The 59 stories in the volume can be grouped into a good dozen types. I suppose tales dealing with murder as their subject predominate, with Frederick S. Greene‘s “The Black Pool,” Tennyson Jesse‘s “The Mask,” Violet Hunt‘s “The Witness” and Richard M. Hallet‘s “The Razor of Pedro Dutel” being standouts. Haunted house stories are of course present, best exemplified by Henry R. Wakefield‘s “The Red Lodge” and A.M. Burrage‘s “Browdean Farm.” Tales with ghosts include Edward F. Benson‘s “The Hanging of Alfred Wadham,” Richard Hughes‘s “The Ghost” and Selma Robinson‘s wonderful “The Departure,” while tales of other supernatural doings include John Buchan‘s “The Grove of Ashtaroth,” Dorothy L. Sayers‘s “The Cyprian Cat” and an anonymous tale, “The Sutor of Selkirk.” And then there are stories of Insanity, such as the truly disorienting tale by Walter de la Mare, “Out of the Deep”; Elizabeth Bowen‘s “Telling”; and L.A.G. Strong‘s very surprising “Breakdown.” The anthology also gives the reader numerous tales of suspense, including McKnight Malmar‘s “The Storm”; Thomas Burke‘s “The Horrible God”; Michael Joyce‘s gripping “Perchance to Dream”; and perhaps my favorite story in the entire collection, William Irish‘s “Three O’Clock.” (Given how terrific this tale is, it should perhaps come as no surprise that Irish was a pen name for the great Cornell Woolrich.)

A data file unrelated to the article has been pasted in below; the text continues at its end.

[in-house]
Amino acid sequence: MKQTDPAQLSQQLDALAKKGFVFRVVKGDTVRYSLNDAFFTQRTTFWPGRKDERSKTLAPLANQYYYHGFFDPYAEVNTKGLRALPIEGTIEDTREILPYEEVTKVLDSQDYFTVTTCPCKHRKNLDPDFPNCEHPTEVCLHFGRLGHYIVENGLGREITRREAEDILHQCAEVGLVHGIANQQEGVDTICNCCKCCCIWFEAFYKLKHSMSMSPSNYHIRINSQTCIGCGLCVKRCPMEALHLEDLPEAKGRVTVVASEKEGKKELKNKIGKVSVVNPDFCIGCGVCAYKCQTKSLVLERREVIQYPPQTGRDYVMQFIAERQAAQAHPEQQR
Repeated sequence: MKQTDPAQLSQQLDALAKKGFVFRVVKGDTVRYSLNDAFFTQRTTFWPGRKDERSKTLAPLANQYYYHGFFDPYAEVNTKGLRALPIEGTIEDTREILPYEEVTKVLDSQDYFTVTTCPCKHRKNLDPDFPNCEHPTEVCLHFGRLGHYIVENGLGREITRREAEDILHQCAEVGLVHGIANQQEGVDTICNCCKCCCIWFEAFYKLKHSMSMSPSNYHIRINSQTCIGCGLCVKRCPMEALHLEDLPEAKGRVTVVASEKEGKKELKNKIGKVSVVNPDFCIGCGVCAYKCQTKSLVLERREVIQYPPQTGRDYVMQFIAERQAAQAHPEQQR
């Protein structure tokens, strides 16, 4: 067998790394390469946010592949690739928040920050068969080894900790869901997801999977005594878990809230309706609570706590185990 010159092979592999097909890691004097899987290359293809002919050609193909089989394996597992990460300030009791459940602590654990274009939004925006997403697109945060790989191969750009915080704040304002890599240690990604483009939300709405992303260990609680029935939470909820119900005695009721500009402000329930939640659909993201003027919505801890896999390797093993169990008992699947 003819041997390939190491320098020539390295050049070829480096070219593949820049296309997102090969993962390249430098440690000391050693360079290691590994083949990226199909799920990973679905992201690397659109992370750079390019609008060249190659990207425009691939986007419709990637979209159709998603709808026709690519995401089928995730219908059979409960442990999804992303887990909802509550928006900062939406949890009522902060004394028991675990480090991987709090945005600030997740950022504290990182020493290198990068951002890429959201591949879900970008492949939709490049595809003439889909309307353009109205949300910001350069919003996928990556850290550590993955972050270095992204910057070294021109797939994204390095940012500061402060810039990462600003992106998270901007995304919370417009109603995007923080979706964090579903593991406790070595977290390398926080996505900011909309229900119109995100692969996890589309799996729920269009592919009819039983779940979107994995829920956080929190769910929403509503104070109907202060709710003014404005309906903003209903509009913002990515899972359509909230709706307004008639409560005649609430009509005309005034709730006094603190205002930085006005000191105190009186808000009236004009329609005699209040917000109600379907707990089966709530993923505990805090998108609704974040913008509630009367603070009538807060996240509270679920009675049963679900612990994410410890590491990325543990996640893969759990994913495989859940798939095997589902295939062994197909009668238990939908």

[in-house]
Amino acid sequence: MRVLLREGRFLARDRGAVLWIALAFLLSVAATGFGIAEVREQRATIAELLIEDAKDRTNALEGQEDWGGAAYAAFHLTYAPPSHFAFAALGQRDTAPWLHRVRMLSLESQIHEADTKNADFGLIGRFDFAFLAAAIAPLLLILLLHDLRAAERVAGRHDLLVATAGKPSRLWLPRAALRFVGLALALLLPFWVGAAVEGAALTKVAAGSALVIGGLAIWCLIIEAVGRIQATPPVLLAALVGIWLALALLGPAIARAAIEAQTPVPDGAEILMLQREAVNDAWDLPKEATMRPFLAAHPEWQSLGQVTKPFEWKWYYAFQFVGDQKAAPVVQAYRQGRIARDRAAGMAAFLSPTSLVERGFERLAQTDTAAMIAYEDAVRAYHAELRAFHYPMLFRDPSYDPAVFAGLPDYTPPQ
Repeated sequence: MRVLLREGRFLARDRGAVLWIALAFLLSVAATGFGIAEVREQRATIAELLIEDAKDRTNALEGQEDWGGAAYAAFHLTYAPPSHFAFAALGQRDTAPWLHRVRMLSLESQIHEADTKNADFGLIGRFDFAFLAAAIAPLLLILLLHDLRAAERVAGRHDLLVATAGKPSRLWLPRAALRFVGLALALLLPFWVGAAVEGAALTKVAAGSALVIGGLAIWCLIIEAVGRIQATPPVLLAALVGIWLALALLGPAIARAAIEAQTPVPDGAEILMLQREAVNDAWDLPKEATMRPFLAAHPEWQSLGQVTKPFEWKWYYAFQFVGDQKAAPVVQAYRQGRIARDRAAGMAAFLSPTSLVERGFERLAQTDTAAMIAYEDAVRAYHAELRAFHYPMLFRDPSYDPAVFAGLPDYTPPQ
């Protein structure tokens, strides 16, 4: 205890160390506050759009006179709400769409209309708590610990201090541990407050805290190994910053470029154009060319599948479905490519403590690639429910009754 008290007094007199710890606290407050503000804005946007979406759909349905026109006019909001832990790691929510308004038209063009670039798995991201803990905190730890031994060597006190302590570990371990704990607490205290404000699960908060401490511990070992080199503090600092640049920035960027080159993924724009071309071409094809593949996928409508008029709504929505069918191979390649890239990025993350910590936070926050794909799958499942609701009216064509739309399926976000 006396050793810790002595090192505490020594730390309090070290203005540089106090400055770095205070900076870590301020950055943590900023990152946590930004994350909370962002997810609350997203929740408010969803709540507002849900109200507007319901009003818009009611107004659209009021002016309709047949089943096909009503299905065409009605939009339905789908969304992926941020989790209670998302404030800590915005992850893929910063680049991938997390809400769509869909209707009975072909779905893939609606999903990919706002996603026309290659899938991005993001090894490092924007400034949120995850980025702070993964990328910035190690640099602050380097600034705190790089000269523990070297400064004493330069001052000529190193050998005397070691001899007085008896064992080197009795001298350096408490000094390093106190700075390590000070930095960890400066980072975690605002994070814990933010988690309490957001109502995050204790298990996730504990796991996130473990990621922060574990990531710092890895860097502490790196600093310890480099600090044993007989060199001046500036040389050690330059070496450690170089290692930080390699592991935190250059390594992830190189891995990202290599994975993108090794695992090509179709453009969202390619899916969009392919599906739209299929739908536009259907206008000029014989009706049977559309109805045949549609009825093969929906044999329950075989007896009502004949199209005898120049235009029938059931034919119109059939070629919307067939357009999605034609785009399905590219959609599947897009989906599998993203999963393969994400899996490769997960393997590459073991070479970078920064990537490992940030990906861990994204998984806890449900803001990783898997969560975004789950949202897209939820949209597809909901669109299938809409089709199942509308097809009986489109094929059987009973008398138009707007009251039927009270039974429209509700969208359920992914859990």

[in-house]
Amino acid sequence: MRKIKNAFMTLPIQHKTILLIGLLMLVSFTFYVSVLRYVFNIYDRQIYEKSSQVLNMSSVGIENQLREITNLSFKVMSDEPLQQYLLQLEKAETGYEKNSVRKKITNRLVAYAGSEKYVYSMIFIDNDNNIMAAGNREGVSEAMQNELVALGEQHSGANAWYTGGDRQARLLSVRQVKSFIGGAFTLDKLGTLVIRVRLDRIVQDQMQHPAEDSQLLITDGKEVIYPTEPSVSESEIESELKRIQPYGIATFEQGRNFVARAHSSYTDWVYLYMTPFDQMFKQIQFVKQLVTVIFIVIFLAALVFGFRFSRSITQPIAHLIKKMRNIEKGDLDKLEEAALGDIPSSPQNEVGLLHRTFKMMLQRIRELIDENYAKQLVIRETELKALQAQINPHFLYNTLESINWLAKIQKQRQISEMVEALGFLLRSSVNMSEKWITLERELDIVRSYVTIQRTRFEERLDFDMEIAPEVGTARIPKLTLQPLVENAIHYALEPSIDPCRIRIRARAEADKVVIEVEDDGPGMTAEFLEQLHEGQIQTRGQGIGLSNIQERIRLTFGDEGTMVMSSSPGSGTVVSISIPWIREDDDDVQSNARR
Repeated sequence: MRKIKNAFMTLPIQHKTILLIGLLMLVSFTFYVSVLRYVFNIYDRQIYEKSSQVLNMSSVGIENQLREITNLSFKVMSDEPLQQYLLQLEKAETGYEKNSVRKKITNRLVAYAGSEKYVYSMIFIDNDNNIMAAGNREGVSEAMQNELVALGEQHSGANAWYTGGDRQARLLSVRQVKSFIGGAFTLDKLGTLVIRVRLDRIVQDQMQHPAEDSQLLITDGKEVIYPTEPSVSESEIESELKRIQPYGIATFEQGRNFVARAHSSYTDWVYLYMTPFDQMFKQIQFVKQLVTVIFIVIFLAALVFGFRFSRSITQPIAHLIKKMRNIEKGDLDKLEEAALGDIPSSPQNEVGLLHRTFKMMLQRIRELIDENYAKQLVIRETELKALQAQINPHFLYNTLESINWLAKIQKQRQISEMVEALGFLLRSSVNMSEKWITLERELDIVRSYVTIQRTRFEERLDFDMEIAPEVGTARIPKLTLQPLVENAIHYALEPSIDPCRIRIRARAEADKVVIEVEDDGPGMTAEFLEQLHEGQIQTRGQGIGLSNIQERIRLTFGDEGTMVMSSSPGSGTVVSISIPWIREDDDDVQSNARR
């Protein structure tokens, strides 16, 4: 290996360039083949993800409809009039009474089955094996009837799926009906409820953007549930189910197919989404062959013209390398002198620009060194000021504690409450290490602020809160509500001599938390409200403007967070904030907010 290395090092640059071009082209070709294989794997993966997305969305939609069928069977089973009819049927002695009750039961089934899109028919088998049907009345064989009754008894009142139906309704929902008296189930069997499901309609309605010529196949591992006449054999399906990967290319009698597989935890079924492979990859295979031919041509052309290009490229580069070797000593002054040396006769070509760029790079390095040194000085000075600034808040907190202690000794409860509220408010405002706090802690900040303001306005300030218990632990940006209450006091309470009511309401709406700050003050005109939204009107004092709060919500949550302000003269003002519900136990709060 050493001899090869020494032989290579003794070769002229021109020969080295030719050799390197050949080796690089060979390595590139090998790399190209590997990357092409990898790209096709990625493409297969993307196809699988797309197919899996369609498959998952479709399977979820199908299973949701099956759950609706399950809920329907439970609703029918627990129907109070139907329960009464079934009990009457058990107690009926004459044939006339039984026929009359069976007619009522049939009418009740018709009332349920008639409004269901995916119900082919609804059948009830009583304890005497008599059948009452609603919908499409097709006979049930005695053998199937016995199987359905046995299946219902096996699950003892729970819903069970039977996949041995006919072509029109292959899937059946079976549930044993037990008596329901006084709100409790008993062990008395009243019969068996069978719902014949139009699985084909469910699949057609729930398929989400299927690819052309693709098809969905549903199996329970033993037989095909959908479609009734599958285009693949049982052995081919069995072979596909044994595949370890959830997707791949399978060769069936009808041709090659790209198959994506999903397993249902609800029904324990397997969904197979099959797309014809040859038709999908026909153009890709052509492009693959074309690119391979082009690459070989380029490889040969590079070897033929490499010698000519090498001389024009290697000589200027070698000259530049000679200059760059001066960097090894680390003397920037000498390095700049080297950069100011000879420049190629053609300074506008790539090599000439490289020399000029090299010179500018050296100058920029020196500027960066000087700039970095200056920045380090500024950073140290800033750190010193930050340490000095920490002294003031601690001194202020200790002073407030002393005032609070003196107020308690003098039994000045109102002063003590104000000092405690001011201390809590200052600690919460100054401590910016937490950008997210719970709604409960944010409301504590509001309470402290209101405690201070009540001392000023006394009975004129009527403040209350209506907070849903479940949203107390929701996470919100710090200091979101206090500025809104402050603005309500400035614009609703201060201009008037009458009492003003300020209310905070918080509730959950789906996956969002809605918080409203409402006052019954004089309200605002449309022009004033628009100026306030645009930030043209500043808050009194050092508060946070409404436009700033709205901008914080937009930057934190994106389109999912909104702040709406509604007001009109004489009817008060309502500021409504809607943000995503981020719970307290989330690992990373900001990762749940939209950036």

And there are still more categories represented herein. Tales of poetic horror include Lord Dunsany‘s “Where the Tides Ebb and Flow,” while comedic horror stories are best represented by John Collier‘s “Another American Tragedy” and “The Chaser.” Besides Gogol’s “Viy,” stories featuring female monsters include Shen Chi-chi‘s “Jenshih, or the Fox Lady” and William B. Seabrook‘s “The Caged White Werewolf of the Saraban.” There is a beautiful yet horrifying tale of the afterlife, May Sinclair‘s “Where Their Fire Is Not Quenched”; an essay, Jonathan Swift‘s notorious treatise on the necessity of cannibalism, “A Modest Proposal”; and any number of stories that must be deemed unclassifiable. Some of the finest of this last group include John Galsworthy‘s “The Black Godmother”; Eileen Verrinder‘s “Footsteps”; Maurice Level‘s (who is represented by four grisly short tales in this volume) “A Maniac”; and Dorothy Richardson‘s deliciously downbeat “Death.”
It is quite an overwhelming collection, and the intros written by Karloff for each story demonstrate what an erudite, well-read and sophisticated gentleman he was. The man turns out to have a way with the pen himself, and makes for a wonderful guide throughout this lengthy, fascinating and at times horrific journey. He not only gives the reader a compact biography of each author, but also tells us why he has chosen each tale for his volume, and what exactly he likes about each story. He is as well spoken as Frankenstein was inarticulate; no surprise there, really. I might also add here that And the Darkness Falls” was selected by editor David G. Hartwell for inclusion in Kim Newman and Stephen Jones‘s excellent overview volume Horror: 100 Best Books, and I have no hesitation in agreeing with that inclusion. As Hartwell says in his article: “Never has ‘star making’ been used more effectively in the horror field, with ingenuity and broad-ranging taste: the result is a great anthology.”